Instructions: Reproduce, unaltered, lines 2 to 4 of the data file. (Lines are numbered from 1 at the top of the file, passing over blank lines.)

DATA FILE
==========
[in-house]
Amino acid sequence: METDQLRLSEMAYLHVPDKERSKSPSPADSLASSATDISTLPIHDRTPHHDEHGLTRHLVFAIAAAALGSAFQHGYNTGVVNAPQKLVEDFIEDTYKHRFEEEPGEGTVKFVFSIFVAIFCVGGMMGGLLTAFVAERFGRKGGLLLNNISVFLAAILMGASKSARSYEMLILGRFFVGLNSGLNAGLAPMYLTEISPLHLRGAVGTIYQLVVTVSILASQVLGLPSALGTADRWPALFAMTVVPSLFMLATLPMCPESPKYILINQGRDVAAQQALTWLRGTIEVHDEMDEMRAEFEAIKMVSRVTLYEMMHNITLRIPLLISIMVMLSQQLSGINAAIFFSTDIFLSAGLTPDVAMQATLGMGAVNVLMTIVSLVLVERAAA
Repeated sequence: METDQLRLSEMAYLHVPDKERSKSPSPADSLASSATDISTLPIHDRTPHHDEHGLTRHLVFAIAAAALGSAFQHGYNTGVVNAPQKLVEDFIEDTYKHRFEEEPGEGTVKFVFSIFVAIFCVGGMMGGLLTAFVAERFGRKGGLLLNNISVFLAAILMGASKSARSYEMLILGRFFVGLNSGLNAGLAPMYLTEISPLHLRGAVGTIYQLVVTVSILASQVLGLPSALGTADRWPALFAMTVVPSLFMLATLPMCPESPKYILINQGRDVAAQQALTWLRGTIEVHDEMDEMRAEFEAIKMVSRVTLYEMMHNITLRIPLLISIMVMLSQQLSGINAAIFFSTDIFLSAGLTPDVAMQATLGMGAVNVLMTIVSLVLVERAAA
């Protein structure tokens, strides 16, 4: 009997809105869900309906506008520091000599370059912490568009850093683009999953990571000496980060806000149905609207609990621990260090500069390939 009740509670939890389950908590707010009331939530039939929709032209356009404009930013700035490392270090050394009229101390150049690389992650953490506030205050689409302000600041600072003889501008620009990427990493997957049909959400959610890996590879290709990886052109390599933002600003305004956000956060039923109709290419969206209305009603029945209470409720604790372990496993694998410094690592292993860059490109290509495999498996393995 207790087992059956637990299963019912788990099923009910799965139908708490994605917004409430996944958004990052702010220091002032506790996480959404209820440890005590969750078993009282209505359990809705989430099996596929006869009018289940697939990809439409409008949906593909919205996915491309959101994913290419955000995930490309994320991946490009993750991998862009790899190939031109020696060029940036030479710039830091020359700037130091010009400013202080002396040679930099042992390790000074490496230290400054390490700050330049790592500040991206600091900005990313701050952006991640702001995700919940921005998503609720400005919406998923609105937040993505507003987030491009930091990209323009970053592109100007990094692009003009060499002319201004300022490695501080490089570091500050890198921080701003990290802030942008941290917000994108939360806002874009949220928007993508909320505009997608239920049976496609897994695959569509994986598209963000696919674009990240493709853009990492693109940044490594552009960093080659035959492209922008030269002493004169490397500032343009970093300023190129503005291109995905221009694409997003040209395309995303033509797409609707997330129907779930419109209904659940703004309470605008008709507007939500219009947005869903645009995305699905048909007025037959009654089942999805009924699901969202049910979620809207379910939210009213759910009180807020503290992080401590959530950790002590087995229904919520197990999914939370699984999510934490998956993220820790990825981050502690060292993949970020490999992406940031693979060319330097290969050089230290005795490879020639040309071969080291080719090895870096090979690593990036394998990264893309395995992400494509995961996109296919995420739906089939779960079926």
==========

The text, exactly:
Amino acid sequence: METDQLRLSEMAYLHVPDKERSKSPSPADSLASSATDISTLPIHDRTPHHDEHGLTRHLVFAIAAAALGSAFQHGYNTGVVNAPQKLVEDFIEDTYKHRFEEEPGEGTVKFVFSIFVAIFCVGGMMGGLLTAFVAERFGRKGGLLLNNISVFLAAILMGASKSARSYEMLILGRFFVGLNSGLNAGLAPMYLTEISPLHLRGAVGTIYQLVVTVSILASQVLGLPSALGTADRWPALFAMTVVPSLFMLATLPMCPESPKYILINQGRDVAAQQALTWLRGTIEVHDEMDEMRAEFEAIKMVSRVTLYEMMHNITLRIPLLISIMVMLSQQLSGINAAIFFSTDIFLSAGLTPDVAMQATLGMGAVNVLMTIVSLVLVERAAA
Repeated sequence: METDQLRLSEMAYLHVPDKERSKSPSPADSLASSATDISTLPIHDRTPHHDEHGLTRHLVFAIAAAALGSAFQHGYNTGVVNAPQKLVEDFIEDTYKHRFEEEPGEGTVKFVFSIFVAIFCVGGMMGGLLTAFVAERFGRKGGLLLNNISVFLAAILMGASKSARSYEMLILGRFFVGLNSGLNAGLAPMYLTEISPLHLRGAVGTIYQLVVTVSILASQVLGLPSALGTADRWPALFAMTVVPSLFMLATLPMCPESPKYILINQGRDVAAQQALTWLRGTIEVHDEMDEMRAEFEAIKMVSRVTLYEMMHNITLRIPLLISIMVMLSQQLSGINAAIFFSTDIFLSAGLTPDVAMQATLGMGAVNVLMTIVSLVLVERAAA
């Protein structure tokens, strides 16, 4: 009997809105869900309906506008520091000599370059912490568009850093683009999953990571000496980060806000149905609207609990621990260090500069390939 009740509670939890389950908590707010009331939530039939929709032209356009404009930013700035490392270090050394009229101390150049690389992650953490506030205050689409302000600041600072003889501008620009990427990493997957049909959400959610890996590879290709990886052109390599933002600003305004956000956060039923109709290419969206209305009603029945209470409720604790372990496993694998410094690592292993860059490109290509495999498996393995 207790087992059956637990299963019912788990099923009910799965139908708490994605917004409430996944958004990052702010220091002032506790996480959404209820440890005590969750078993009282209505359990809705989430099996596929006869009018289940697939990809439409409008949906593909919205996915491309959101994913290419955000995930490309994320991946490009993750991998862009790899190939031109020696060029940036030479710039830091020359700037130091010009400013202080002396040679930099042992390790000074490496230290400054390490700050330049790592500040991206600091900005990313701050952006991640702001995700919940921005998503609720400005919406998923609105937040993505507003987030491009930091990209323009970053592109100007990094692009003009060499002319201004300022490695501080490089570091500050890198921080701003990290802030942008941290917000994108939360806002874009949220928007993508909320505009997608239920049976496609897994695959569509994986598209963000696919674009990240493709853009990492693109940044490594552009960093080659035959492209922008030269002493004169490397500032343009970093300023190129503005291109995905221009694409997003040209395309995303033509797409609707997330129907779930419109209904659940703004309470605008008709507007939500219009947005869903645009995305699905048909007025037959009654089942999805009924699901969202049910979620809207379910939210009213759910009180807020503290992080401590959530950790002590087995229904919520197990999914939370699984999510934490998956993220820790990825981050502690060292993949970020490999992406940031693979060319330097290969050089230290005795490879020639040309071969080291080719090895870096090979690593990036394998990264893309395995992400494509995961996109296919995420739906089939779960079926």